I love that age. They get that sense of independence and the glee they have when they're independent. They notice people value their efforts. They get pride in themselves and what they're doing. Good job. And the hard part is for parents, right, to balance the whole safety thing. Letting them fail, letting them fall down, let them may a mistake or keep them safe, right?
To at this age 2 to 3, developing this level of independence. Okay. If not successful, exploration and self-sufficient behavior, develop confidence and a sense of will without losing their self-esteem. They get secure and get proud and confident. If successful. Sorry. If not successful, self-doubt, and fear of taking a risk. Especially when parents who have grief or guilt are overly cautious. Anybody meet some parents like that? Anybody like that themselves? Yeah, of course, of course. There's nothing wrong with loving and caring so much that you just want to protect and protect and protect. Especially if there's something else in addition that needs to be protected or justified or supported. It's all for good reasoning.
But you just have to -- when you're working with kids you have to think about, “Okay, what did they miss growing up and what can I provide them with now that may help that situation?” That's the mindset I want you to have. So these external limits on kids, they -- that the parents put on them eventually need to change to internal limits. So if normal development at stage 2 includes mastering life skills, taking care of your body and your functioning and “I can do it myself” attitude and self-esteem and being part of a family, belonging to a family unit. That's what happens when it's all good. If -- and then think about the impact that deafness has on it with the overprotection, with maybe being highly restrictive or cautious, lacking exploration and opportunities for taking chances, and limited social experiences, right? I mean, do you see your students -- I don't know your situations, but do you see a lot of isolation with your students? Yeah? Okay. Okay.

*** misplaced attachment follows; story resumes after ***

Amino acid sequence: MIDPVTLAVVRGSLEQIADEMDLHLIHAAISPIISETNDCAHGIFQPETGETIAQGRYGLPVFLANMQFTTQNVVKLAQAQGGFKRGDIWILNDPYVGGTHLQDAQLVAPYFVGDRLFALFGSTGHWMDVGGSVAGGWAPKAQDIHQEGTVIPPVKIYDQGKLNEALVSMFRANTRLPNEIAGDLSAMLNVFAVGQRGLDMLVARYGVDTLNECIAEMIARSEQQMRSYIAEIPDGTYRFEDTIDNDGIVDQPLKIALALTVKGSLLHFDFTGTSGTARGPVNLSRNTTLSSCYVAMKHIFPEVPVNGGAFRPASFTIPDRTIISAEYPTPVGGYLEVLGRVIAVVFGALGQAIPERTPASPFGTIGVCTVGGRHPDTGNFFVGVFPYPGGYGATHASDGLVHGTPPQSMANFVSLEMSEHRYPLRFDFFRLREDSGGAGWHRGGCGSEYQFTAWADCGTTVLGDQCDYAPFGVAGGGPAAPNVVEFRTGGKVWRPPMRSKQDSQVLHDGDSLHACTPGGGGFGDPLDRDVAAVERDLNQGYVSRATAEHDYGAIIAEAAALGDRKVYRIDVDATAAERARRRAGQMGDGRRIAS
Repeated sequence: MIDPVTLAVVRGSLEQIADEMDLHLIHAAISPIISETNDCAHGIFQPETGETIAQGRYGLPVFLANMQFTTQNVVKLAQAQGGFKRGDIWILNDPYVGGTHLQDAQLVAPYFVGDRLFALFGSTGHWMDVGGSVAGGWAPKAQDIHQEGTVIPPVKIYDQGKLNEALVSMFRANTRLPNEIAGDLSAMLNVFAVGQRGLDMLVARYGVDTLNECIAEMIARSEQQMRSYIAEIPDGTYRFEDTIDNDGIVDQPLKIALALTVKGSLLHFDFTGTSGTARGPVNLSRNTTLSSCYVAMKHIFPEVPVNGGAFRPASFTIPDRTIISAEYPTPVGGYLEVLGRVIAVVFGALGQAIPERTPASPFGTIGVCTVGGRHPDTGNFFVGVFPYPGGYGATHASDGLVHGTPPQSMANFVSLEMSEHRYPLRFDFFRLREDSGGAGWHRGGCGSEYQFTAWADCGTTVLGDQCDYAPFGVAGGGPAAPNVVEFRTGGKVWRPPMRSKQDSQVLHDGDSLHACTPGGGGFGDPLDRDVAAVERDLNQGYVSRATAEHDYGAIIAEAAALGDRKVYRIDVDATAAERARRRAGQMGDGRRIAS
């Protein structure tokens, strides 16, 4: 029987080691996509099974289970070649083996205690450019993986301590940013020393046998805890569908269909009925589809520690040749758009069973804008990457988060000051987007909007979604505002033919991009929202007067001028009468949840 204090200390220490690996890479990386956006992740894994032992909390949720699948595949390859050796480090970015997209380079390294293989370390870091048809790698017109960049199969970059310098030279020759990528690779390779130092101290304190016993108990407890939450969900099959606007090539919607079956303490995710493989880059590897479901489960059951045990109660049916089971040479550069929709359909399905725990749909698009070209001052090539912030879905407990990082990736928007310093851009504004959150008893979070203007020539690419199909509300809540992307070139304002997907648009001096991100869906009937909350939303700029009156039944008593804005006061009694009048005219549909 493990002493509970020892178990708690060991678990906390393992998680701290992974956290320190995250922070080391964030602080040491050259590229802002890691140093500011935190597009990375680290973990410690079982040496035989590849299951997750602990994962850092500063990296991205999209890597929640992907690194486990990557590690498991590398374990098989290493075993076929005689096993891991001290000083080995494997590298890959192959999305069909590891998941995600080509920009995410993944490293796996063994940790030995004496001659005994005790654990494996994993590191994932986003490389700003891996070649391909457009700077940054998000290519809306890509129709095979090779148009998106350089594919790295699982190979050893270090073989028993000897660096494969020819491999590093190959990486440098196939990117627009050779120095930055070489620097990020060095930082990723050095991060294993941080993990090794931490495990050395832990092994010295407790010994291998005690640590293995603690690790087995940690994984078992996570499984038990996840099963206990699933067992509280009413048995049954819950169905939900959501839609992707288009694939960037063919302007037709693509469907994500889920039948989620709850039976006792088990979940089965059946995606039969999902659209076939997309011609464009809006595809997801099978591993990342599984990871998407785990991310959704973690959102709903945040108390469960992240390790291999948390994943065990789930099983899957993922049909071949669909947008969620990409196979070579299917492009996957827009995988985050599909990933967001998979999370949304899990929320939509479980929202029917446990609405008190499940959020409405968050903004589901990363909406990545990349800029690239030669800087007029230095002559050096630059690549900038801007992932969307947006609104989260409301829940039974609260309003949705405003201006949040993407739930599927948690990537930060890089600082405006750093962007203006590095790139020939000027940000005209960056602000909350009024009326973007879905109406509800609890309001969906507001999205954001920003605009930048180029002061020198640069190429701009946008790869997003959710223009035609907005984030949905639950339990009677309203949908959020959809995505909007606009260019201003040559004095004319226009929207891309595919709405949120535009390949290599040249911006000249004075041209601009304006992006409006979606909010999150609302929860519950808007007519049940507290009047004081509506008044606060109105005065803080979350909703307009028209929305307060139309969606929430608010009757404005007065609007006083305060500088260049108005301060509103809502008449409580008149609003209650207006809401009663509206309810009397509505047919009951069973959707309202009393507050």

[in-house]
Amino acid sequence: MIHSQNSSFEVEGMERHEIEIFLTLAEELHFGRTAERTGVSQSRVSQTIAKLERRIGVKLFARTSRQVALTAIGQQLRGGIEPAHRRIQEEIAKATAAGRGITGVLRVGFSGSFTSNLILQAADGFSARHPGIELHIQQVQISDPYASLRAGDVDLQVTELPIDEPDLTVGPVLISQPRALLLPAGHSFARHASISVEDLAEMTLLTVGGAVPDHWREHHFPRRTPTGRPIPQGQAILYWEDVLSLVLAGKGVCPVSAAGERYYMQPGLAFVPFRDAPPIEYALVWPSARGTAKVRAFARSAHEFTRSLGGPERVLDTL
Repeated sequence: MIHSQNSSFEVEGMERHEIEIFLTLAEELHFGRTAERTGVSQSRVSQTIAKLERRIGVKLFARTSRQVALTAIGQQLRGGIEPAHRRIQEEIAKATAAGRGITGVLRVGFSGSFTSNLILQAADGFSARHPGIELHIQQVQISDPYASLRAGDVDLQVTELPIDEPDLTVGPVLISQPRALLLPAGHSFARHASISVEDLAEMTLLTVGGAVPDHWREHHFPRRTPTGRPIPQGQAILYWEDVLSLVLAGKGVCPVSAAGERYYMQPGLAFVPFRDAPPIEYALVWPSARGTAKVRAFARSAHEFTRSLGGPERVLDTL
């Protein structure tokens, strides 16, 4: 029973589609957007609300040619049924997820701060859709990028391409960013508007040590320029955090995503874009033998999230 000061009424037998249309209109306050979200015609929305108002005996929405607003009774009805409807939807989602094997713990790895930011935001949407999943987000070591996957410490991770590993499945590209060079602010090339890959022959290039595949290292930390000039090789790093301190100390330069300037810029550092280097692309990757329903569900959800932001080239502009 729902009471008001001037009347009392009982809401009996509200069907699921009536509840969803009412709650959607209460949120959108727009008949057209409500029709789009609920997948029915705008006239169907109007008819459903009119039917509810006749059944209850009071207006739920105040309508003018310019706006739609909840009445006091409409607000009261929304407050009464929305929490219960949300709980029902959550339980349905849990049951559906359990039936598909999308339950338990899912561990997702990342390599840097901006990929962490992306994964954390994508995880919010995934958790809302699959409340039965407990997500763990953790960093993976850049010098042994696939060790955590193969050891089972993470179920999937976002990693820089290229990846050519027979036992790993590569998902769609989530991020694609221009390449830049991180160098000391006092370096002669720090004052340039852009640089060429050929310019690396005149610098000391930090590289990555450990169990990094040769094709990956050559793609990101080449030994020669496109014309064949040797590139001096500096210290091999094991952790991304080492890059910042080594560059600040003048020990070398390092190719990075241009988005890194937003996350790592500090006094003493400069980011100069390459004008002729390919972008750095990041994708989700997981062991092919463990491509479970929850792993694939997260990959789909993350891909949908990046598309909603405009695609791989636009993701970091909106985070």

So stage 3, social being, developing a sense of individual purpose through trial and error. So initiative, “I can do it,” versus “I feel guilty.” I feel guilty for who I am. I feel guilty for what I can't do. This is 3 to 6 years. So to initiate play situations, to develop plans, to push on the world a little bit so you have to have a pretty good sense of, yeah, I know who I am. Mastery requires the freedom to play. They're rewarded for taking the initiative. They're allowed to reach self-created goals. They don't have shame and doubt about their actions or who they are. And they are following outside parental school rules, which is good, instead of “Let's see, do I get a positive or a negative if I do that?” That stage of development happens later when you want it to change from externally controlled, school, teachers, parents to internally controlled. If I do that, I think this consequence may result. Maybe I won't do that. And we'll talk about the impact that emotional functioning and mental health has on students' ability to do that. It definitely messes it up. Okay.